I am sitting downstairs at my computer, trying to write. This is harder than usual.
Upstairs, my husband is doing something semi-mechanical. I hear a drill whine. Then I hear a series of thumps and bangs. Then, a scream, “Goddammit, son of a bitch!” More thumps and bangs. Another, more profane scream.
“Are you still alive?” I screech up the stairs.
His answer is unprintable, but he still seems to be breathing, in kind of a huffing and puffing way. So I slink back to my computer and contemplate the relationship of two people who can do very little around the house without losing control, massively screwing up and finally driving the other person to beg and plead that he or she will pay any price and shoulder any burden to get an outside handyperson to come in and do it right, do it without screaming and swearing, do it competently, cheerfully, well. Any price! Just stop the mayhem! Drop that drill! Walk away now!
I believe I started the whole intervention-at-any-price routine when we were dating. I was allegedly going to fix a dinner for him at my parents’ house, where I was living then. My mother, sensing the magnitude of my ineptness, left detailed instructions about how to broil a steak in the oven. It worked fine till I set the oven on fire. My then-boyfriend ended up cooking the steak himself; at least he could never say he entered into marriage under false premises about my total lack of enthusiasm and non-existent talent for domestic pursuits.
And so it went. When we moved into a house years ago, my husband announced he was going to take care of cutting the grass. Fine, great, we would save money, I thought naively. Ha. The first time he cut the grass (when it was about three feet high, I should add), he wore a facial mask so he wouldn’t get an asthma attack. (And I’d thought his asthma was just a good excuses for not getting drafted.) It’s kind of odd and humiliating to have a person with a mask cutting your lawn. I wanted to die. What would the neighbors think?
As it turned out, the mask wasn’t the worst part. After the initial grass-cutting, I had to listen to days of loud complaints about how terrible, how excruciating, the whole experience had been. Machines! Grass! The horror! There were a couple of days of respite before he started preparing himself to cut the grass again. More complaints, more moaning, more angst. I might as well do it myself, I thought, even though, of course, I had no intention of pushing a lawn mower.
So, we finally hired someone to cut the grass — an elderly alcoholic who lived across the street and nearly got sideswiped every time he crossed over to our house. He loved to talk. God, he loved to talk, as he paused between swipes with the mower, rang our doorbell to report on his progress, and reinvigorated himself with long swigs from a container of suspicious origin.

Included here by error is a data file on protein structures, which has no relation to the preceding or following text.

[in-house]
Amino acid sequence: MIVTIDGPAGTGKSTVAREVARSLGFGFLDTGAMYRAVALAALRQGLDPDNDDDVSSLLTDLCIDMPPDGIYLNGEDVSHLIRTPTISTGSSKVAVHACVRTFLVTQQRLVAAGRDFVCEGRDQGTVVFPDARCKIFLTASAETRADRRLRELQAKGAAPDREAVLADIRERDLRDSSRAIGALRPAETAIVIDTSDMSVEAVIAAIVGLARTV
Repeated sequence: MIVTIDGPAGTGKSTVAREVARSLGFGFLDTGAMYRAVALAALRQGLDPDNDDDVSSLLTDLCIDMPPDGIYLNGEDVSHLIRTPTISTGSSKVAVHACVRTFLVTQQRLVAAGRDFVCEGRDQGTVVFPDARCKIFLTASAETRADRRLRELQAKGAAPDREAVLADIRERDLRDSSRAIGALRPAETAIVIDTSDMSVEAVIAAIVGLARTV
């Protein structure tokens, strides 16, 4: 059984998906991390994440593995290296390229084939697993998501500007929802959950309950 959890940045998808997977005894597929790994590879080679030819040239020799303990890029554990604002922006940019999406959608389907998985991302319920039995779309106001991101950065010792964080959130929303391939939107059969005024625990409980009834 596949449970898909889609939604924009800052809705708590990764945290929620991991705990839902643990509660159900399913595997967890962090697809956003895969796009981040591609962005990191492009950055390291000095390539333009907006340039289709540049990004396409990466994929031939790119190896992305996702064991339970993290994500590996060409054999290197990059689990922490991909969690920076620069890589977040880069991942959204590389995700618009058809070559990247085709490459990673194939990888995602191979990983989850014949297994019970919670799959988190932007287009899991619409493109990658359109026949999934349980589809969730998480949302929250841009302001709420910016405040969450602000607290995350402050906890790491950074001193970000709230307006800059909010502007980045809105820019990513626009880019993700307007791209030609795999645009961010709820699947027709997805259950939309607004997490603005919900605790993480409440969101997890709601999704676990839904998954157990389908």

I might as well do it myself, I thought once again, as I listened to the same stories over and over and over, punctuated by long, languid pauses and loud swigs. Mowing our tiny yard usually took him several hours, by which time he was staggering when he hit the street and almost got run over by a mail truck.
But, hey. You learn over the years. You learn not to hire drunken neighbors, you learn never to trust the other person’s do-it-himself handyman dreams, you learn to open your purse whenever something around the house requires repair or maintenance. Whatever it costs, it’s cheaper than the domestic drama.
(Copyright 2009 by Ruth Pennebaker)
The Power of The Lawn is amazing. Similar marital situations were literally the catalyst for why I grew up where I did (a hovel called a “townhouse” sans yard.) I’ve had my own related battles with my own yards. I loathe San Augustine…
Wow! I’ve never met anyone who admitted to hating grass. I once announced I didn’t particularly care for nature, which shocked everyone so much about my moral turpitude that I promptly shut up.
Well, I quite like grass. My husband, on the other hand, vastly prefers gravel. When we met he had a yard with a 10 ft square patch of grass and 100 square ft of gravel, where he parked his riding lawn mower (and his boat and his back-hoe). Once he told me he always wanted to own a gravel pit.
He is able to fix anything, and do it right, but not without the accompanying profanity. The only time he utters the F word is when he is building. I kind of like hearing this man of the golden mean yelling F***.
I don’t have any problem with profanity, either — as long as the problem in question is getting fixed.
At least you didn’t marry an economist. Although it was practically in our marriage vows that he would cut the grass he did it exactly once in twenty years. After that, when I suggested it was getting a bit long he would look over his newspaper and shout, Sure! I’ll cut the grass if you REALLY want me to. But do you know what the OPPORTUNITY COST is?
Actually that turned out not to be true — I mean the part about how he would cut the grass if I knew the opportunity cost and was okay with it.
The opportunity cost? No, I could never have married an economist.
Opportunity cost is what you could be doing / earning instead if you weren’t occupied with any given task. It is a very useful concept for getting out of any job you don’t fancy.
We’ve had a two-acre lawn for 18 years, which my husband dutifully mows. Proud to say I have no idea how to turn on the mower. On the other hand, he has no idea how to turn on the oven or the dishwasher or the washing machine or pretty much anything other than the mower. Not sure sometimes if it’s a fair trade-off.